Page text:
Then the Samarinda church bombing happened. The bombers identified as Muslims; one of them lived in a Mosque and had a blackened forehead — a telltale sign of pious Muslim, these marks are rug burns from praying too much. So if they really identified as Muslims, if they prayed five times a day and recited Quran just like I did, would it mean that they belonged in this spectrum? Would it mean that I was also required to respect their belief?

I say yes and no. I do not respect their belief at all. Bombing church is undeniably an act of bigotry and intolerance and violence and it is against everything I know of Islam. A little girl was killed in the bombing. She was two years old. Only demons are capable of such things. Demons do not belong in Islam.

However, a large part of me also believes that it is about time we Muslims stop distancing ourselves from such acts. I know it is so much easier to simply say “These people are not part of my community” and get it over with. I know we all believe Islam is not to be blamed, that this is the action of a few perverted believers rather than the result of a misguiding religion altogether. But these people are Muslims. As much as we are ashamed to admit, these people are our brothers and sisters in Islam. Different with IS fighters who do not pray and do not read Quran, these people do. They just wholeheartedly believe that what they are doing is right.

I fear that the more we distance ourselves from these people, the further they will divert from the peaceful Islam that we all wish to convey to the rest of the world. This idea might seem ludicrous, but what if we say that yes, they are Muslims, and yes, we are related to them. We condemn what they do and we are ashamed of this behaviour but we all hold responsibilities.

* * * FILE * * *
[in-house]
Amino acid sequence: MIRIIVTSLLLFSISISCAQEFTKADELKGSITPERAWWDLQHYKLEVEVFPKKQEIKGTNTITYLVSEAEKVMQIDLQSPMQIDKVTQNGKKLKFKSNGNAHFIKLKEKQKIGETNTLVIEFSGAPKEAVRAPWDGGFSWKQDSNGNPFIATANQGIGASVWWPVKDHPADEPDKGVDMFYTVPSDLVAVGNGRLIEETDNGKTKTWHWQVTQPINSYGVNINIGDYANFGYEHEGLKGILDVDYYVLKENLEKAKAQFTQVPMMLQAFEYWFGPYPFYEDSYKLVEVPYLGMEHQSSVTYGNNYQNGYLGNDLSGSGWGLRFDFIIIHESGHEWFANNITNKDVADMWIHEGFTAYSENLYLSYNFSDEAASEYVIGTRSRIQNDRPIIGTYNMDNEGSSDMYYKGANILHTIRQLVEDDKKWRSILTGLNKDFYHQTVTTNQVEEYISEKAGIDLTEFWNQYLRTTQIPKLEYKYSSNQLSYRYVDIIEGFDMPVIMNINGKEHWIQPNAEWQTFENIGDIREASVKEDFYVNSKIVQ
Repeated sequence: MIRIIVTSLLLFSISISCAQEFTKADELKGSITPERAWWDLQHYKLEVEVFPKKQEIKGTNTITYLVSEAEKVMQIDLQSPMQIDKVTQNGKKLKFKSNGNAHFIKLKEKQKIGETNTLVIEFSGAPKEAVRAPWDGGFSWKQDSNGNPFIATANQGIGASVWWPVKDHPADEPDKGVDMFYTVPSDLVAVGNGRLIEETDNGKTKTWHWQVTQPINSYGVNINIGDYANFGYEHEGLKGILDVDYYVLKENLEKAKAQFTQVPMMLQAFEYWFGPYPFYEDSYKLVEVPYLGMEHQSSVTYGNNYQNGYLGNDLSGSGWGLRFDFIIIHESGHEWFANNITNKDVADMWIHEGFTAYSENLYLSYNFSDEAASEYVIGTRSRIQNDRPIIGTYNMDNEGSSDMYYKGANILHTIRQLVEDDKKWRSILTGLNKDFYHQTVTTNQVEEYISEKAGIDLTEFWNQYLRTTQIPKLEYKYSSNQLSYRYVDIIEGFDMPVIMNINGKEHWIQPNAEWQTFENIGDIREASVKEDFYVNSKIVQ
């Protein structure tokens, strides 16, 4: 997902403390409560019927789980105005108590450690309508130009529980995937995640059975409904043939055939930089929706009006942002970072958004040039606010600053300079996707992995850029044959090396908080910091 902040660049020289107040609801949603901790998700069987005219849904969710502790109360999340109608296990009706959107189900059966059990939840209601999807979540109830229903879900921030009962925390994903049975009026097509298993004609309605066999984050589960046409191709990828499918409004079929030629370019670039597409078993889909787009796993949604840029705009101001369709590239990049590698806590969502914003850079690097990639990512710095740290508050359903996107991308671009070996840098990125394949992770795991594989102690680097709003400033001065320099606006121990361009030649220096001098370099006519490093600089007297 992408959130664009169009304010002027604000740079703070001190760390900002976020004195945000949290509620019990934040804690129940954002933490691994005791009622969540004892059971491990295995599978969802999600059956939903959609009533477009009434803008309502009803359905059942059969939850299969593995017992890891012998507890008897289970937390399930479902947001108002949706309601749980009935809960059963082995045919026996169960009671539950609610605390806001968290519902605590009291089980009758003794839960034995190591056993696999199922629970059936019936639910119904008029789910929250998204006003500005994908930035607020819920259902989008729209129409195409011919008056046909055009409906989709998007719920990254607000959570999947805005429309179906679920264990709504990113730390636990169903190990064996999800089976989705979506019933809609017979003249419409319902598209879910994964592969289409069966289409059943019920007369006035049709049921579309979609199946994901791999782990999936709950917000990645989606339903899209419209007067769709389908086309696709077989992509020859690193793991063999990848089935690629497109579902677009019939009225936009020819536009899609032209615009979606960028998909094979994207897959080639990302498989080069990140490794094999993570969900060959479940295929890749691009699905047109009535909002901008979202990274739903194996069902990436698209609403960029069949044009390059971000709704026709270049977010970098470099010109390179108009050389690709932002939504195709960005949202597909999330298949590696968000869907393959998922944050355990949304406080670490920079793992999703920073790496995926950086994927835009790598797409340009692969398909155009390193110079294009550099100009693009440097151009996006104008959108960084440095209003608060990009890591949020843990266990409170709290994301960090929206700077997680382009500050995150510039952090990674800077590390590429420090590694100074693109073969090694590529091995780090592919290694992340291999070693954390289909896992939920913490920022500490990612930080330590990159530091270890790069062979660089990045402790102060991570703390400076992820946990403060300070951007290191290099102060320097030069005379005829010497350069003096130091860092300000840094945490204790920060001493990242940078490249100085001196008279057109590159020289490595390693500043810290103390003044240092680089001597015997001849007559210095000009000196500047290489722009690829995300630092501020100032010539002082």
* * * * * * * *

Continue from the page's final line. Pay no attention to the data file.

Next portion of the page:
If it is hard to understand, imagine having a brother/sister who is a criminal. Would you shun them forever or would you help them through their dark times? Supporting them obviously does not mean that you support their criminal acts, but you do so because you care for them. You want them to be better. You want them to redeem themselves so that people do not see your family as an irresponsible family of a criminal, but as a strong group of people who have each other’s back and are ready to face any problem together and grow from it.

If it is still hard to comprehend, let me just ask one question. What is your ultimate goal? For me, it would be the glory of Islam. I want the world to see Islam as a pure and peaceful religion, just like how I was taught growing up. If Islam is a body, it is now scarred and scratched and bruised and marred with soot. If we say these bombers are not Muslims, then we are putting them in someone else’s body — our twin sibling’s. I personally feel like it would be so much easier to heal the scars on my own body than those on my twin sibling’s. The worse thing is, my twin sibling and I are identical, so whoever is the badly injured will not mean so much to ignorant bystanders. And boy, are there a lot of them.